Her screams were now so faint. She had run out of steam, poor thing. I stood up hurriedly, forgetting that I was undressed. “Save her”, was all I could think of. I had no idea how, but I was not going to sit and do nothing like others who sure were “minding their business” as usual. I rushed out of my room. More like a shanty. The tiny space that was once a storage was hastily cleared out for me upon my unannounced arrival. A threadbare mattress had been thrown on the bare half dirt, half cemented floor. As I hurried down the passage of the dreary looking prison, the door of Ifeoma’s room flung open. A tall, thick set man in black uniform stormed out. His moustache was a perfect fit for his villainous look. He didn’t notice me as he hurriedly left in the opposite direction, rubbing his head. I caught a glimpse of blood as he brought down his hand. I wish he saw the hateful look accompanied by disgust on my face. A mere Police Corporal and a corrupt one at that. They came at will to pick any girl of their choice, all the time overstaying their welcome and asking for all sort of special services. The girls hated them too but tolerated them for “license” to work. For my aunt who owned the prison and was the girls’ boss, it was trade by barter. In exchange for free services, her place had never been raided. They also served as her henchmen for any errant girl. It was her way of keeping the girls in check, preserving her rule and authority. The very ones saddled with the responsibility of protection had become perpetrators of debauchery.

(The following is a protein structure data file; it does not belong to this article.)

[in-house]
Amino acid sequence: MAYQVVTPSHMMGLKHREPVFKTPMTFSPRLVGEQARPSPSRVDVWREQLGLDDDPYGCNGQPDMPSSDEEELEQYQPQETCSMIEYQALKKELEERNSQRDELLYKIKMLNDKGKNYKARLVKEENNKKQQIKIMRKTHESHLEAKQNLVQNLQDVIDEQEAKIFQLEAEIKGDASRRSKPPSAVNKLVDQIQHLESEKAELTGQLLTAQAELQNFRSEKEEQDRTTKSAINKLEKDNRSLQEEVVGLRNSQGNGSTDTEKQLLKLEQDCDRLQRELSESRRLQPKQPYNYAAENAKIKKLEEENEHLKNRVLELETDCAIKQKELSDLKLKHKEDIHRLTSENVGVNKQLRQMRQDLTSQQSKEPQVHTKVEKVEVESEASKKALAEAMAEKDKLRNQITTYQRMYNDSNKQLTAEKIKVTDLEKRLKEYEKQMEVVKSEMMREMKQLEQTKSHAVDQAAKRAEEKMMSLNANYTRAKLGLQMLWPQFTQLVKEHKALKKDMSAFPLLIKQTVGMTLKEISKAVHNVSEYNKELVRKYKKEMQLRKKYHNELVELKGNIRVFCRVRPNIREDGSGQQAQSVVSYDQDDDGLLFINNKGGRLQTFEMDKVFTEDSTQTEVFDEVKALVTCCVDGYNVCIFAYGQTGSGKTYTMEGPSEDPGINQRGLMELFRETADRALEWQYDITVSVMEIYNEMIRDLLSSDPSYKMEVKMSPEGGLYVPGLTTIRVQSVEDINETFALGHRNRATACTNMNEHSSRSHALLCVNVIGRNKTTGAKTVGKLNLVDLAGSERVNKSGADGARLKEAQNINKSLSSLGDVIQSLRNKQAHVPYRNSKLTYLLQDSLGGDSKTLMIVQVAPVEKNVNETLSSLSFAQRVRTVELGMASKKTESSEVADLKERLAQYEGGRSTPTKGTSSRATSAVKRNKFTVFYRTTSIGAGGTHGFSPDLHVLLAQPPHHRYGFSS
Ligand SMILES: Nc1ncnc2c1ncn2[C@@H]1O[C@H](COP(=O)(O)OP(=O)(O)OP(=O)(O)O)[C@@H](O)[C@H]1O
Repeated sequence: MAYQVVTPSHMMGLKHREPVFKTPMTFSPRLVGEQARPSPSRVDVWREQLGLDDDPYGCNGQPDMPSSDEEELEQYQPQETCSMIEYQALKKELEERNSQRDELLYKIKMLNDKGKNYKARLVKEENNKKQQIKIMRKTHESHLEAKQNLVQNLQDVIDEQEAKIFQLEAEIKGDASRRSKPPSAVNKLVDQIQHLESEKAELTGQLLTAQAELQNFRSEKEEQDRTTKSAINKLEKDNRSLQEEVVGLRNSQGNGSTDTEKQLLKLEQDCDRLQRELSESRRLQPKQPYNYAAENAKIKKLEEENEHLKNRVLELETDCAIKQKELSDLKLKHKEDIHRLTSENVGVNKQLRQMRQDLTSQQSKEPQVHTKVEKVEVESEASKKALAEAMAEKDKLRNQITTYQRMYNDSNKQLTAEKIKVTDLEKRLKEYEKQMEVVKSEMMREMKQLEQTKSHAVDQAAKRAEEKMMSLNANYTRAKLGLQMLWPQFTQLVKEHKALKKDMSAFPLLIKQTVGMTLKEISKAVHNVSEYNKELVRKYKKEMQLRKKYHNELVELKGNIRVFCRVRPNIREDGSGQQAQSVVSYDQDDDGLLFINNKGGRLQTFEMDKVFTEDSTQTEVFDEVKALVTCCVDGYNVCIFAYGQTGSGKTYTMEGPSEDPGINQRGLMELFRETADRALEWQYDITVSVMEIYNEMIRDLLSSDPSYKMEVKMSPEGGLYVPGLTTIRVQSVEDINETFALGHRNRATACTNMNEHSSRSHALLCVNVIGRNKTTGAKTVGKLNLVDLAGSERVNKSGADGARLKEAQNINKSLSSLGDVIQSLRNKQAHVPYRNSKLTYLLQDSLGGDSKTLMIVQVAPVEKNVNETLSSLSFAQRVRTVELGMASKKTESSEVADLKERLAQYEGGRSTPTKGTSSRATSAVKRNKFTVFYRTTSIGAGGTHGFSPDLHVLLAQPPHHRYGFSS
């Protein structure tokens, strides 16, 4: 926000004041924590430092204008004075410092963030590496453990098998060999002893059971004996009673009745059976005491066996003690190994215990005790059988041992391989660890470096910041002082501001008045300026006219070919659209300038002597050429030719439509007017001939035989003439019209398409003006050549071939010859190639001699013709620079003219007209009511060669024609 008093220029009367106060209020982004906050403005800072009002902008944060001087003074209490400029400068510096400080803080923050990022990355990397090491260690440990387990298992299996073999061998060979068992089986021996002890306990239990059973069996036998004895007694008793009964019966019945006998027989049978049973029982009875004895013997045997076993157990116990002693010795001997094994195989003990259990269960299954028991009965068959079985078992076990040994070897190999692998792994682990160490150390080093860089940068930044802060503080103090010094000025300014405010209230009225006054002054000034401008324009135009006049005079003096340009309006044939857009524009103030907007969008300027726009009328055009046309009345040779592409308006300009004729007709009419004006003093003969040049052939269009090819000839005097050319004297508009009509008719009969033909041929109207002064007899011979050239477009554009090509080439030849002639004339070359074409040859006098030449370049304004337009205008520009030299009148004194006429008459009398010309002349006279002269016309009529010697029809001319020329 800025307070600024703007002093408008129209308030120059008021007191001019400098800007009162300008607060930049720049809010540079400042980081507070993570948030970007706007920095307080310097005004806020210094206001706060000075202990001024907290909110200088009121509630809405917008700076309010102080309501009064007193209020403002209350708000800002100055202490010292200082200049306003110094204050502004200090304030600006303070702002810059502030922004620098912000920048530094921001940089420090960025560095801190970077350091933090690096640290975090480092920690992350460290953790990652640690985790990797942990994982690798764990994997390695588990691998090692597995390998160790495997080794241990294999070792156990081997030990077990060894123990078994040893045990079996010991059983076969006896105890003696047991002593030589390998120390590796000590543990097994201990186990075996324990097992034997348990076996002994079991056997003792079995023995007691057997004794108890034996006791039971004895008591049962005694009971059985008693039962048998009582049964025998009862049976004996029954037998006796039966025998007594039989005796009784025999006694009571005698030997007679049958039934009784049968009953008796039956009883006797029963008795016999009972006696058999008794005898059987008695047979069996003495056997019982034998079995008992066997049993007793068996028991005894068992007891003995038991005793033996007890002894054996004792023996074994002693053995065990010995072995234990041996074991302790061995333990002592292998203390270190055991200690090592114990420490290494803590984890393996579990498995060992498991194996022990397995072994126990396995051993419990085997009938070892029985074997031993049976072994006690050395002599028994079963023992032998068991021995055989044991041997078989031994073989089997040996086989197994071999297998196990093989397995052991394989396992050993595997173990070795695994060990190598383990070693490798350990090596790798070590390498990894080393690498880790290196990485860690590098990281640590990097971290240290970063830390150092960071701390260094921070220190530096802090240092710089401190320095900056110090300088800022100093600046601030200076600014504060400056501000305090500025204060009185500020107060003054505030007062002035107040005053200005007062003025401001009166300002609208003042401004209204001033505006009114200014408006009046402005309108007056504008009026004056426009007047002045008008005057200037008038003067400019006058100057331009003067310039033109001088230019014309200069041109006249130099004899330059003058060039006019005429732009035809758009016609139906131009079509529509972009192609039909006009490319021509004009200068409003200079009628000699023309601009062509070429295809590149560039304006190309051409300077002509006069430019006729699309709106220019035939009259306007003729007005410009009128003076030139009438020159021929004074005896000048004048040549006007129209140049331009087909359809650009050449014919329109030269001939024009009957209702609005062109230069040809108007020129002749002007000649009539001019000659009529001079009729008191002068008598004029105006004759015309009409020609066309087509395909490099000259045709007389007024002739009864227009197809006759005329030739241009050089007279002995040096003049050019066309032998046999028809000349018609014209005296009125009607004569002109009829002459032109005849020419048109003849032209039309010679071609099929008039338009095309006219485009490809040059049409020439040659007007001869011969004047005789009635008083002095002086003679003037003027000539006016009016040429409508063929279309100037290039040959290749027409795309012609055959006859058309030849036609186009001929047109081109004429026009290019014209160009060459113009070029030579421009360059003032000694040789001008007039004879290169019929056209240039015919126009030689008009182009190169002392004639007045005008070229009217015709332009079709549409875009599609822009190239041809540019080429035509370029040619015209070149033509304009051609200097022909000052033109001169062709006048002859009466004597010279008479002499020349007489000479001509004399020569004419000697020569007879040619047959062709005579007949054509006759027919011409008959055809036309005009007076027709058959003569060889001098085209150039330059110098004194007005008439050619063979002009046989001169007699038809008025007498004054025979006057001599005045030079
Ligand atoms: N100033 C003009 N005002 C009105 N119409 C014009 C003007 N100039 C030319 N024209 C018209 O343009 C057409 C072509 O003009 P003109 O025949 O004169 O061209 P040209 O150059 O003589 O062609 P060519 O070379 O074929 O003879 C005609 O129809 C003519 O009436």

What had sweet Ifeoma done to deserve the stick? I ran into the room to see her half on the bed, half on the floor, barely breathing. I could see she had fought back and had paid the price for daring to. A broken bottle of body cream lay on the floor, its contents splattered all over. She was gasping for breath. The picture of my mother lying battered on the floor floated through my mind. “What did you do?” I asked, pulling her up. She only gasped, winced in pain and motioned feebly for me to stop. She was trying to speak, so I leaned in.
“She…found… m..mo..money”, She managed to say.
I was livid. How did the dreams of a young girl disturb my aunt’s ambitions? I wanted to weep. Ifeoma motioned again as she took another deep breath.
“Lie down first, you’ll be fine. We are running away from here okay?” I whispered.
She seemed agitated and determined to speak. Summoning some more strength, she dropped a bombshell – “Your baby… your ba…by no die, na…Madam sell …sell am.”
About The Author.
Ololade Okedare lives in Lagos, Nigeria.
She writes under the pen name Lydia Emmanuel.
As a screenwriter, she has both feature and short films to her credit. She currently serves as a mentor in the first ever Lagos FilmLab. She also has a faith-based outreach that runs a rehabilitation program targeted towards victims of sex trade and sexual abuse. for female victims of abuse and sex traders, and passionately pursues the dream of building a local rehabilitation shelter. Check her out @lydianuel on Instagram,